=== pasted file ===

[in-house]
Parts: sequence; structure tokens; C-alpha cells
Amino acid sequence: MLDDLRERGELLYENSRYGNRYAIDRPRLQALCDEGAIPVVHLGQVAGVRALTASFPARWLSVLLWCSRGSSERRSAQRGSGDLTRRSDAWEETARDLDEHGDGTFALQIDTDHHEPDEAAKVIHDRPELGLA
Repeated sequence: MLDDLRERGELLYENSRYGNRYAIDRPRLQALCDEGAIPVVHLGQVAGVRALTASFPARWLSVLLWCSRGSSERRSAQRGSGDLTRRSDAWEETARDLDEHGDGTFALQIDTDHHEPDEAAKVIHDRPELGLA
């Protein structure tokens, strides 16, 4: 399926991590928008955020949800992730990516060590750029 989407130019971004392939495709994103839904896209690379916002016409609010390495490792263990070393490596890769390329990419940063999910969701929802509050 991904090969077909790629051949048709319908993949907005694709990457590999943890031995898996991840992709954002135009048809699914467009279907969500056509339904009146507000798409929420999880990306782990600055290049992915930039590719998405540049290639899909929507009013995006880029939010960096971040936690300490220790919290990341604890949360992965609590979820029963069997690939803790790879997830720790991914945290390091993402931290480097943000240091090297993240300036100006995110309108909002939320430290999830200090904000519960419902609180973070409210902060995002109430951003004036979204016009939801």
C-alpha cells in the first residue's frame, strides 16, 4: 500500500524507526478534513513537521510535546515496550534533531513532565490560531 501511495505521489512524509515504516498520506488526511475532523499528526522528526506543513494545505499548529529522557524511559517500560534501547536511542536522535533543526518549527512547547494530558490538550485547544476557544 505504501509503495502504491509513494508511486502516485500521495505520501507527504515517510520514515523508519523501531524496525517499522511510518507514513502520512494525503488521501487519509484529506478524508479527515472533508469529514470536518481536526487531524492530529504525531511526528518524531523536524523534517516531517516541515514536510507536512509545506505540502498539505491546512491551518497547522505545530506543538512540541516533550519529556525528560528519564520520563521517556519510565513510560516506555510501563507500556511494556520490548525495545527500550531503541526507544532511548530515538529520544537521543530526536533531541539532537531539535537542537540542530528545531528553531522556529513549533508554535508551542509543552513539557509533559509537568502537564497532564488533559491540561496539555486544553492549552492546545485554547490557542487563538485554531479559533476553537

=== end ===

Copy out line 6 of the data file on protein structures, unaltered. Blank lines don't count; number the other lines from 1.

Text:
C-alpha cells in the first residue's frame, strides 16, 4: 500500500524507526478534513513537521510535546515496550534533531513532565490560531 501511495505521489512524509515504516498520506488526511475532523499528526522528526506543513494545505499548529529522557524511559517500560534501547536511542536522535533543526518549527512547547494530558490538550485547544476557544 505504501509503495502504491509513494508511486502516485500521495505520501507527504515517510520514515523508519523501531524496525517499522511510518507514513502520512494525503488521501487519509484529506478524508479527515472533508469529514470536518481536526487531524492530529504525531511526528518524531523536524523534517516531517516541515514536510507536512509545506505540502498539505491546512491551518497547522505545530506543538512540541516533550519529556525528560528519564520520563521517556519510565513510560516506555510501563507500556511494556520490548525495545527500550531503541526507544532511548530515538529520544537521543530526536533531541539532537531539535537542537540542530528545531528553531522556529513549533508554535508551542509543552513539557509533559509537568502537564497532564488533559491540561496539555486544553492549552492546545485554547490557542487563538485554531479559533476553537